The history of education in Bridgton, particularly as it was practiced before Maine became a state in 1820, is best divided into three eras. The first, being that of the settlers, begins in the 18th Century with in-home lessons; young children learning all they could from their parents and the few books then available. This would continue until 1795, when the first district school house was opened in South Bridgton. The district system was gradually expanded through the 19th Century, until each local neighborhood was served by its own district, as seen in this map.
However, the district system in the early 1800's was not without its flaws. An account of life in an early Bridgton schoolhouse ca. 1813, later printed in the Bridgton News, includes the following:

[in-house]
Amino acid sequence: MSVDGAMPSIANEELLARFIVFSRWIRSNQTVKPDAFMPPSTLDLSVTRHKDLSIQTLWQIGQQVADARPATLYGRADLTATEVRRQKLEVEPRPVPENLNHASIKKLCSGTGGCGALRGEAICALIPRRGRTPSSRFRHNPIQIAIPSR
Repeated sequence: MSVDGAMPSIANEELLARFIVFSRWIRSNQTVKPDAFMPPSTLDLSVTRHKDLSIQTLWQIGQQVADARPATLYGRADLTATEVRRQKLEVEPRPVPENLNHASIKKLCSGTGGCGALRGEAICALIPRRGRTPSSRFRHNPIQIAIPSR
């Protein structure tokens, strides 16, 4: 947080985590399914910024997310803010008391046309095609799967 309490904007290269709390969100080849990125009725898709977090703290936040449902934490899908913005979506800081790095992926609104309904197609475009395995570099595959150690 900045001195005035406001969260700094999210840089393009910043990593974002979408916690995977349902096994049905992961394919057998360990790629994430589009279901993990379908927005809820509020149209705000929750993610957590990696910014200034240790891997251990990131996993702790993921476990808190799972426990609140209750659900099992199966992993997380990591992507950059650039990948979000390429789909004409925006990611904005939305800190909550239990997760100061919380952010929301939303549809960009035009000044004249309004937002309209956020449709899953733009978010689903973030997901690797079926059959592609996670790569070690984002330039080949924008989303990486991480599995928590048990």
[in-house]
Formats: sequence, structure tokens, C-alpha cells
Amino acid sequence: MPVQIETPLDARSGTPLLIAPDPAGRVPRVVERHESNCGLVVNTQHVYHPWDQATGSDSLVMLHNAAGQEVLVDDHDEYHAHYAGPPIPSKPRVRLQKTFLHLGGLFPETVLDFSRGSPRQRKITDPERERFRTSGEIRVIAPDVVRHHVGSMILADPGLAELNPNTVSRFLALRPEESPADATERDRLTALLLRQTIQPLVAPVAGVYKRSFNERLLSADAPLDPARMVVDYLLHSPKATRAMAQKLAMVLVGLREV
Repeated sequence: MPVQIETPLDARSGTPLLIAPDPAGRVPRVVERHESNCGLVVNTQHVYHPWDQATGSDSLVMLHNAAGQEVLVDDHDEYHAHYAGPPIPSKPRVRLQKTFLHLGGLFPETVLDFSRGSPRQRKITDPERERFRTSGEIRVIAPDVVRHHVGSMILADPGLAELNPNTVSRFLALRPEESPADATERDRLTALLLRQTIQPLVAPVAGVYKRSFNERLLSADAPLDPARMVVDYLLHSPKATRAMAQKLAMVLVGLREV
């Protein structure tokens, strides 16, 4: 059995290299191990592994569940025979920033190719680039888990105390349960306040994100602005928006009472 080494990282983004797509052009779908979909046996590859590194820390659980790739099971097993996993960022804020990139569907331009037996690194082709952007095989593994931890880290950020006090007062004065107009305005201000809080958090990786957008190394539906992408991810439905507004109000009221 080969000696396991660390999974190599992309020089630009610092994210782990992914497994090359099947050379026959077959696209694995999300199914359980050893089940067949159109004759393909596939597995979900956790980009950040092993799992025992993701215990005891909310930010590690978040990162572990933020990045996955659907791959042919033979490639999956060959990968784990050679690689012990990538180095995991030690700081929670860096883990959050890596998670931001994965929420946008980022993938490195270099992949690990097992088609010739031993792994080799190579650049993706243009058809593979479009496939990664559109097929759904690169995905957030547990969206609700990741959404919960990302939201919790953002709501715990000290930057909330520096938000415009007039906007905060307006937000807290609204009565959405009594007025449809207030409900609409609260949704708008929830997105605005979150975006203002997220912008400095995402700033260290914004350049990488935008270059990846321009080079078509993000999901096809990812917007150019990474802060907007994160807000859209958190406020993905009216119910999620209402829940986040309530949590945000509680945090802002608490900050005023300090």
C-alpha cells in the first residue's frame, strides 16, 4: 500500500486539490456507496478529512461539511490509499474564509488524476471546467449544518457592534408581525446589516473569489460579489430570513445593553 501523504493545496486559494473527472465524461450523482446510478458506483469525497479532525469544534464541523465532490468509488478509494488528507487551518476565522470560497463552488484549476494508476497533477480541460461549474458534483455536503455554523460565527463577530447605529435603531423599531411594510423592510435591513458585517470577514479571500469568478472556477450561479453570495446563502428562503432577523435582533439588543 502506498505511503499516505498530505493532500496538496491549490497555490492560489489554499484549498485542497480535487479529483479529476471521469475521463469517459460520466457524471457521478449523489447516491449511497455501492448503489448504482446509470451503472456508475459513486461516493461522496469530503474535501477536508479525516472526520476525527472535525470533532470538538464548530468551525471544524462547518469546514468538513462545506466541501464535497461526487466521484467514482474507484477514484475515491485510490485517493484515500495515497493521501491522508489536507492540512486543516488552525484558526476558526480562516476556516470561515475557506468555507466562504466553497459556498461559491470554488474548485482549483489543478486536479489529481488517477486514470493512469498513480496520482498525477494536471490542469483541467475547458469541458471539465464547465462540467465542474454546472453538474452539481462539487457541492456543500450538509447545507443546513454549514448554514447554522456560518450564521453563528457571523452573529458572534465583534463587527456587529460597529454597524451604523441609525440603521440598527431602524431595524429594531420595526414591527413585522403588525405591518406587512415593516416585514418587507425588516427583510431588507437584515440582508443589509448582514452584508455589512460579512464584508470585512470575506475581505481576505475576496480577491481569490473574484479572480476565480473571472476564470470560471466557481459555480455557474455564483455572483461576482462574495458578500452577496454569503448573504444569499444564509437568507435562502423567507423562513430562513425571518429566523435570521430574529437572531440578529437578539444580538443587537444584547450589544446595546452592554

"The schoolmasters of an earlier date than that we have been writing of, were a grain more crude and angular than would now be passable. A friend told us the other day of a school-master, who taught in town one generation antecedent to our first school, whose qualifications were rather scanty. He could cipher well, but came rather "tardily off" in reading. Such long words as he couldn't puzzle out, he would tell the boys to 'skip over, for they were nothing but d----d French words!'".
It was not until 1807 that the third era of Bridgton education dawned, with the establishment of Bridgton Academy. A landgrant academy chartered by the Massachusetts Legislature, it operated as Bridgton's only secondary school until the mid-1850's when the first High School opened. Originally operated on the second floor of the Masonic Hall, in 1826 the new academy building, seen here, was built.